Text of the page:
ADVOCACY charity, POhWER, is encouraging as many people as possible to take part in the Government’s new consultation on human rights. And the charity’s Chief Executive, Helen Moulinos, is urging against complacency regarding the latest Government announcements, pointing out that a ‘dilution of rights for one group of people quickly becomes a dilution of rights for us all’.
It follows the Government publishing its plans to reform the Human Rights Act (HRA), in which there are four proposed changes – fewer than had originally been expected and the proposals are not as wide-reaching as many charities and campaigners had originally feared – but POhWER points out that the consultation is still hugely important and shouldn’t be ignored.
In fact, the results of its own human rights survey released show the difference that human rights laws can make to the people who need them most.
In its survey, the charity asked its beneficiaries about the different human rights laws made to their own lives. 352 beneficiaries responded anonymously, and the results clearly show how human rights become very real when you are struggling to get the help you need.
An overwhelming majority of respondents (75.29%) said that they felt familiar with the Human Rights Act, and a huge 91.67% disagreed with the statement that ‘human rights breaches do not occur in the UK’.
Other findings include:
- A huge 61.96% of people felt as though they weren’t treated fairly in society
- Over one-third of respondents said that they had experienced barriers in accessing their human rights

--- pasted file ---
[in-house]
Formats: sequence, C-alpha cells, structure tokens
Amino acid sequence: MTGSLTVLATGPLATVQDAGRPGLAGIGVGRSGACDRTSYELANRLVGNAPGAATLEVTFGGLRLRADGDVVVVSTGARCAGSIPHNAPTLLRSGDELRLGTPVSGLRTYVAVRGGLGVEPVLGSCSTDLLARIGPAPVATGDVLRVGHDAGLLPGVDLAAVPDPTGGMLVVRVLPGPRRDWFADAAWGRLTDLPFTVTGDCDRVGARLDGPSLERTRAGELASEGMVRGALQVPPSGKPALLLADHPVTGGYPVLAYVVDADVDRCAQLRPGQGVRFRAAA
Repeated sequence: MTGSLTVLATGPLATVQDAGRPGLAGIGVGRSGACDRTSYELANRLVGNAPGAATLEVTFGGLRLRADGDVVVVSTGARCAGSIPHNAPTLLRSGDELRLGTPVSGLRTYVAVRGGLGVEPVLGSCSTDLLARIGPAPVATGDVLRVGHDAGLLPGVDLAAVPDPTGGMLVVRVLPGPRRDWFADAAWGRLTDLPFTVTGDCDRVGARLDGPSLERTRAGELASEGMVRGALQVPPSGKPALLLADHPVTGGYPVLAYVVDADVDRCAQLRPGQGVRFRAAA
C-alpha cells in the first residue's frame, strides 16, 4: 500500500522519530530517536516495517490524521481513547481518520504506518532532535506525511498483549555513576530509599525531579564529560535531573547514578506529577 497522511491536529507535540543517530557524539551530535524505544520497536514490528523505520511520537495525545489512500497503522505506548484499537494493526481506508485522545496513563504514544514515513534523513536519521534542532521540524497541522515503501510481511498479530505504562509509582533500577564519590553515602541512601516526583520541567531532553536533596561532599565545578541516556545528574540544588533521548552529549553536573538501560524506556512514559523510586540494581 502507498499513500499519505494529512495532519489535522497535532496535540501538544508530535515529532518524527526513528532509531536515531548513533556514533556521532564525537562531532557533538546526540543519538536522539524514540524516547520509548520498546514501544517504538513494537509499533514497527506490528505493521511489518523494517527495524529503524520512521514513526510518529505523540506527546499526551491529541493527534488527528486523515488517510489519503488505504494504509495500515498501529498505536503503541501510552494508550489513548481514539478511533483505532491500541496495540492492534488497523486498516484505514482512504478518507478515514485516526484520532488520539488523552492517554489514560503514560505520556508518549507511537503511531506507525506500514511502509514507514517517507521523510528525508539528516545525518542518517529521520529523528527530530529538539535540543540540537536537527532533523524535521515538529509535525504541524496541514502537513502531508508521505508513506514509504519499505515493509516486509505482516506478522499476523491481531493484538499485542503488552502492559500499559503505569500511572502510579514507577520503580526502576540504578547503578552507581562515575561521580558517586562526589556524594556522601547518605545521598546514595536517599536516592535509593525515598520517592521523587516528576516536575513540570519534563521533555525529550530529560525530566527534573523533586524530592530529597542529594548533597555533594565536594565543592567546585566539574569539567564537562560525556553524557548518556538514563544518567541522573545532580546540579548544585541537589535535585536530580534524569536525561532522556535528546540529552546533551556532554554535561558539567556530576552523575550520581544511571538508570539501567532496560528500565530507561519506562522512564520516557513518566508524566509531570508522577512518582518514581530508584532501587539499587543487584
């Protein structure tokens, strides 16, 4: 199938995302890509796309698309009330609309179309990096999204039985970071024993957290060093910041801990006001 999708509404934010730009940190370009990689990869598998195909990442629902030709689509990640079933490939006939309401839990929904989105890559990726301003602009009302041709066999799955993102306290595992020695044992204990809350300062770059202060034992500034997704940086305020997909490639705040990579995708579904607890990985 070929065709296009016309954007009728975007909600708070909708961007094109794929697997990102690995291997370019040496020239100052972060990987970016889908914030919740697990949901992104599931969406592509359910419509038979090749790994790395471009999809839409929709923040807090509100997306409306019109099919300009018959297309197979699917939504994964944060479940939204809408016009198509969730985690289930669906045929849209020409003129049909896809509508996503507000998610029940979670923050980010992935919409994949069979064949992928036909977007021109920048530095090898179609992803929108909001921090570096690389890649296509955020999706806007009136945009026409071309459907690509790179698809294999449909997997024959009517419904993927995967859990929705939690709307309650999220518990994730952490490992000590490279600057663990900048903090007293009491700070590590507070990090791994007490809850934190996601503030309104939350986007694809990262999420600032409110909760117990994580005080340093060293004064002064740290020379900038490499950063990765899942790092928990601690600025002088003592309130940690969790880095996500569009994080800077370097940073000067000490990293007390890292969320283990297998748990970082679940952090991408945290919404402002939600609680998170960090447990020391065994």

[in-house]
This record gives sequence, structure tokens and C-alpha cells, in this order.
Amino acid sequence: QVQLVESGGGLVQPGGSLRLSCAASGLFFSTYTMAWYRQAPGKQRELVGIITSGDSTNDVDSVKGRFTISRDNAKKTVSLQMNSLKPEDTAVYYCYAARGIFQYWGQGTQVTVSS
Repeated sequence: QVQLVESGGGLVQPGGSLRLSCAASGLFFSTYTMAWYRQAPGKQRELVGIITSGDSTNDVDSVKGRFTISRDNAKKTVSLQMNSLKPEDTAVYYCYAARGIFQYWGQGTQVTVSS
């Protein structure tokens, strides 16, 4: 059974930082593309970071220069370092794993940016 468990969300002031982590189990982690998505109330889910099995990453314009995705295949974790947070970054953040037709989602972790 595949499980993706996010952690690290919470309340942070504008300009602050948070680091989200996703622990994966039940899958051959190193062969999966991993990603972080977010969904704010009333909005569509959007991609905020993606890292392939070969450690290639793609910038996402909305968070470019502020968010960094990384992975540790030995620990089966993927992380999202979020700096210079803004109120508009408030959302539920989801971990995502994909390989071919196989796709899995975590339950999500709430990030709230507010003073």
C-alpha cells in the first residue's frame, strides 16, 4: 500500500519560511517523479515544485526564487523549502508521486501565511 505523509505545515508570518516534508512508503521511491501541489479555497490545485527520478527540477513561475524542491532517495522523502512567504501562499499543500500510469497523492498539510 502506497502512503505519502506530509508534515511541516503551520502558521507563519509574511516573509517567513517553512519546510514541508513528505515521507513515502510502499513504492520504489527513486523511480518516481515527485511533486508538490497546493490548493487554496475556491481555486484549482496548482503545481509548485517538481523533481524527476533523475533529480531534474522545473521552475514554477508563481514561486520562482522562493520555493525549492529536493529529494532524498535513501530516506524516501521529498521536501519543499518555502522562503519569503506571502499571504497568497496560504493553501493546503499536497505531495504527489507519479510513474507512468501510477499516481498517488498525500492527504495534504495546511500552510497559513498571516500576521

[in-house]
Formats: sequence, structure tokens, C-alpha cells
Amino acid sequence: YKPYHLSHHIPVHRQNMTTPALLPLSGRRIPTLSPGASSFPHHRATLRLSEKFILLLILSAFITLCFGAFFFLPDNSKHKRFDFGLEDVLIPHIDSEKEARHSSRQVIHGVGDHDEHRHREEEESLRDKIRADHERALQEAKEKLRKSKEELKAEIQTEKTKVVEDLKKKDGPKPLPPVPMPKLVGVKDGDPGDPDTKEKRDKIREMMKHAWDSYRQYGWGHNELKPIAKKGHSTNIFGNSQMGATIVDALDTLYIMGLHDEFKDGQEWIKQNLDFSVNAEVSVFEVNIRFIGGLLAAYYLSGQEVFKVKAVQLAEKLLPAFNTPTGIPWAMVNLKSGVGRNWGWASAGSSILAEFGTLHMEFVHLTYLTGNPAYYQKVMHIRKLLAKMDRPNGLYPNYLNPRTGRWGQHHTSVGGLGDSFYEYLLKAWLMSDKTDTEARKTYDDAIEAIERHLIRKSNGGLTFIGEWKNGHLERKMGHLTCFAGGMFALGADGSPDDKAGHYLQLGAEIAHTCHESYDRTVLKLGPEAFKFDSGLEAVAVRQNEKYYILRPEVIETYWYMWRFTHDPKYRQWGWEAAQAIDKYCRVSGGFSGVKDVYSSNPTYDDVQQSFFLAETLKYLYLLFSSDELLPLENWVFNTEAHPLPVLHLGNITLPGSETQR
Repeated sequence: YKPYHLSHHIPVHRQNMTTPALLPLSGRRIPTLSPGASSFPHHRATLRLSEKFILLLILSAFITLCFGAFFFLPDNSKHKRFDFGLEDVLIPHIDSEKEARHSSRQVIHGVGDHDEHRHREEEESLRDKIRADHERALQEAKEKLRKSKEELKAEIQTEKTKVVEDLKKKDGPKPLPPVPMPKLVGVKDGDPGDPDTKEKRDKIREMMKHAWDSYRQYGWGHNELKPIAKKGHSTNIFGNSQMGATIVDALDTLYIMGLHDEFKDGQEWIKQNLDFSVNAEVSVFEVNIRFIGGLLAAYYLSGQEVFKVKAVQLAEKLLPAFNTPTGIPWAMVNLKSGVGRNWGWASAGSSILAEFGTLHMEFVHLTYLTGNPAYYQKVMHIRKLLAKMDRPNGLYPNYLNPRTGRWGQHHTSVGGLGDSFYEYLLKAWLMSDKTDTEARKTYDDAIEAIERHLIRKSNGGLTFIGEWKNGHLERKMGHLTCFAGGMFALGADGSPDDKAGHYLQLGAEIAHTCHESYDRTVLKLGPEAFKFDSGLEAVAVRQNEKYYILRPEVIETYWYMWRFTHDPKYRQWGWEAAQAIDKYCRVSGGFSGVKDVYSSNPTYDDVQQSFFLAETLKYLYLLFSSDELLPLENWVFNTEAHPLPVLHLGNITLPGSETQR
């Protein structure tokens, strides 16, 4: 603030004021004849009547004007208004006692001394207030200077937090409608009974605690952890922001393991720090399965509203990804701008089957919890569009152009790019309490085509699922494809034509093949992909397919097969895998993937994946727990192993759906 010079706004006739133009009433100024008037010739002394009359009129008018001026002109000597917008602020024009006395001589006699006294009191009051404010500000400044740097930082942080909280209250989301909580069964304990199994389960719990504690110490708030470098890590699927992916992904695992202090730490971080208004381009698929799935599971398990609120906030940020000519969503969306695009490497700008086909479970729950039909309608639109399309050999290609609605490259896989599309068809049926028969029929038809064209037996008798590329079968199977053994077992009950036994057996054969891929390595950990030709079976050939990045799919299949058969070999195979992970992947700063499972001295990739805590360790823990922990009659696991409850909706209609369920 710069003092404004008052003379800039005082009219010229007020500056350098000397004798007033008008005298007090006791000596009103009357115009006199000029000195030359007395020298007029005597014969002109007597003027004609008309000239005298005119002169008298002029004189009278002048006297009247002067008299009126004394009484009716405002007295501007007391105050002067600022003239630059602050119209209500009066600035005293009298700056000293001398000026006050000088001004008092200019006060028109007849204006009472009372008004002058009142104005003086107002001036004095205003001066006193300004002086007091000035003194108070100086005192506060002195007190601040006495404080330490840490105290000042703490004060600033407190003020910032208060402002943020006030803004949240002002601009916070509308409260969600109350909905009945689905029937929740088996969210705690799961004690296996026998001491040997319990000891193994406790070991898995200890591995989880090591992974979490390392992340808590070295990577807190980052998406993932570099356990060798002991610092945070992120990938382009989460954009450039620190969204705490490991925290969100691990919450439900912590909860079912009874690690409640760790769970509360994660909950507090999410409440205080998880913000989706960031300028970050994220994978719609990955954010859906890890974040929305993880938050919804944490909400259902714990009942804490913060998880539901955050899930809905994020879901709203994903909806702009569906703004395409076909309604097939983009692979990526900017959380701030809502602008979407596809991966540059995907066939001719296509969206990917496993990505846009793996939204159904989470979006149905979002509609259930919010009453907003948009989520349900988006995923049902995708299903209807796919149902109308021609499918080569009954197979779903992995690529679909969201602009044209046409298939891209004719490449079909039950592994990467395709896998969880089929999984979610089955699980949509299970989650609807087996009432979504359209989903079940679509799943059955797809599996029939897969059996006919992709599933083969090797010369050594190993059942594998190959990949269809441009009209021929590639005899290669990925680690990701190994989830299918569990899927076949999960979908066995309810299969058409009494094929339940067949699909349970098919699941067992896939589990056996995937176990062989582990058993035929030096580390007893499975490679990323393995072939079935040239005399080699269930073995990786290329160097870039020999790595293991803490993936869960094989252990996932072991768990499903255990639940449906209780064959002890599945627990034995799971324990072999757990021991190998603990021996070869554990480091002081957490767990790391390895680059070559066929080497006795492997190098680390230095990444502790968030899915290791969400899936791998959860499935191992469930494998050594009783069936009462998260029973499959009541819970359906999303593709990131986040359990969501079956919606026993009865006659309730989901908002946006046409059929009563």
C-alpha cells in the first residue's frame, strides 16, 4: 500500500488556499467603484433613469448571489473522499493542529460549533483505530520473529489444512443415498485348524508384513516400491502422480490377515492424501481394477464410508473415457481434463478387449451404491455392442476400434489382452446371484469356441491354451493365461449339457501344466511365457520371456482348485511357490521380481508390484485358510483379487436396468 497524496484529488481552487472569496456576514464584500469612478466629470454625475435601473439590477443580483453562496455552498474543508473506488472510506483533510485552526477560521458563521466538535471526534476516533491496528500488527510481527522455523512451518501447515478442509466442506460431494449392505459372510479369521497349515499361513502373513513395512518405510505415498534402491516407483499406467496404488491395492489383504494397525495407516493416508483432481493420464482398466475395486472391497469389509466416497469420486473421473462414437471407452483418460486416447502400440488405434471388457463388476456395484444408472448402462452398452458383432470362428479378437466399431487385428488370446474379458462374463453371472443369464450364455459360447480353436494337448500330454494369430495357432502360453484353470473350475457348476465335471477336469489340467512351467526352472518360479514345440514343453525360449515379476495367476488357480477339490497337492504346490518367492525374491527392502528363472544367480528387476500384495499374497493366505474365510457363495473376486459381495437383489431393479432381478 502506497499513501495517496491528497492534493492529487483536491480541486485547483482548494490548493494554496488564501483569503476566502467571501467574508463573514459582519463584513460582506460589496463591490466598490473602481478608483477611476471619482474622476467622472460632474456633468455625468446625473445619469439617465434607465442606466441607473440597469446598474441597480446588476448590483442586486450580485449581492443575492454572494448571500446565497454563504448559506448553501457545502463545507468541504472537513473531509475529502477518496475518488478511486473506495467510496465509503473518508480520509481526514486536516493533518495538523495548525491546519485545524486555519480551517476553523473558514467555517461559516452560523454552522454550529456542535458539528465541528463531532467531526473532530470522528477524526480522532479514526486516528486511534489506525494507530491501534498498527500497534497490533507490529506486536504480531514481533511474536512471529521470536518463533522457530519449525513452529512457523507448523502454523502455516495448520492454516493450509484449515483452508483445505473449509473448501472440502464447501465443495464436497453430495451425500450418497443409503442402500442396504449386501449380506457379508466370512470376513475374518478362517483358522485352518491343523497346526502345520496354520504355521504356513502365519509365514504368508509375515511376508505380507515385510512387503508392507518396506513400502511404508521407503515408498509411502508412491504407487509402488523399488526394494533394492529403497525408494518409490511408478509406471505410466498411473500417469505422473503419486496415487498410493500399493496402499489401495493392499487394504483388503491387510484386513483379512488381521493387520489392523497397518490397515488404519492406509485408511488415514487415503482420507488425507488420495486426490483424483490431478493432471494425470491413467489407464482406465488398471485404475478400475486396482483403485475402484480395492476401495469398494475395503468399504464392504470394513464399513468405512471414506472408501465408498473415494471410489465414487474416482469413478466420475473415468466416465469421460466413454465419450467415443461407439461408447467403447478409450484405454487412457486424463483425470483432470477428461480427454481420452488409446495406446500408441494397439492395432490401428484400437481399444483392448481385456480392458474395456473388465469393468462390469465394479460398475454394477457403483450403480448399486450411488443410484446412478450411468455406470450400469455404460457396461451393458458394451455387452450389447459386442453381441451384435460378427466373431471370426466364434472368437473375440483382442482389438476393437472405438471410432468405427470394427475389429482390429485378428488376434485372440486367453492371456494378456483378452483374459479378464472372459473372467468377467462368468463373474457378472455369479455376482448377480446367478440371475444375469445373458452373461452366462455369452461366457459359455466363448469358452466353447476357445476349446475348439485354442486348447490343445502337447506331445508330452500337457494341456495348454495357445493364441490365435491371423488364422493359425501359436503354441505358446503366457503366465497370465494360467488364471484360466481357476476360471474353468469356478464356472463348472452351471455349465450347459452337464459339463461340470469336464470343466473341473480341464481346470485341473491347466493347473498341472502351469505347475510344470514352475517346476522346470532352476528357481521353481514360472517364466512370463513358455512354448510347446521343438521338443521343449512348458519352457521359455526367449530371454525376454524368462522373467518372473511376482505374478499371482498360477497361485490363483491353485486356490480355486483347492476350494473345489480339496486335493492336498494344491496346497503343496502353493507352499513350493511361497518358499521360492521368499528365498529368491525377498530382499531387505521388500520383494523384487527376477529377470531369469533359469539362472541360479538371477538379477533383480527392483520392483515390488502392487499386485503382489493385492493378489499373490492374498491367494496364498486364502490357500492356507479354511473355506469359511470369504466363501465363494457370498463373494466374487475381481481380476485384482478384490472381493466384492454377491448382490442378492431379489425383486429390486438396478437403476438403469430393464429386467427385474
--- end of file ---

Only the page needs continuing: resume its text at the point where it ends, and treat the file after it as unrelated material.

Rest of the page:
- Just under two-thirds of respondents felt that their public services didn’t appear to have human rights protections in place
Commenting on the survey findings, Chief Executive of POhWER, Helen Moulinos, said:
“We know through the work that we do day in, day out, that society is often not fair, nor does it necessarily treat everyone as equal. That’s why this anonymous survey was so important to do right now – not only to show a snapshot at this point in time but also to understand and test the extent of how existing human rights and entitlements are written into our laws and public services were understood and perceived by our beneficiaries.
“A huge 75% of beneficiaries felt that they had an in-depth familiarity with the Human Rights Act and Equality Act, 70% felt as though they were familiar with the Mental Capacity Act and Mental Health Act and a lower – but still impressive – 63% felt familiar with the Care Act.
“What our survey shows is that it is often the most marginalised people in our communities who need to know the names and the value of the policies that are in place to protect them.
“So, we’re asking everyone – especially those who have been fortunate enough not to experience a breach of their human rights – to realise the difference they make to others’ lives, and take part in the Government consultation process.”
To take part in the Government’s consultation on the Reform of the Human Rights Act, follow this link and respond through filling out the online survey or filling out the document and responding by post.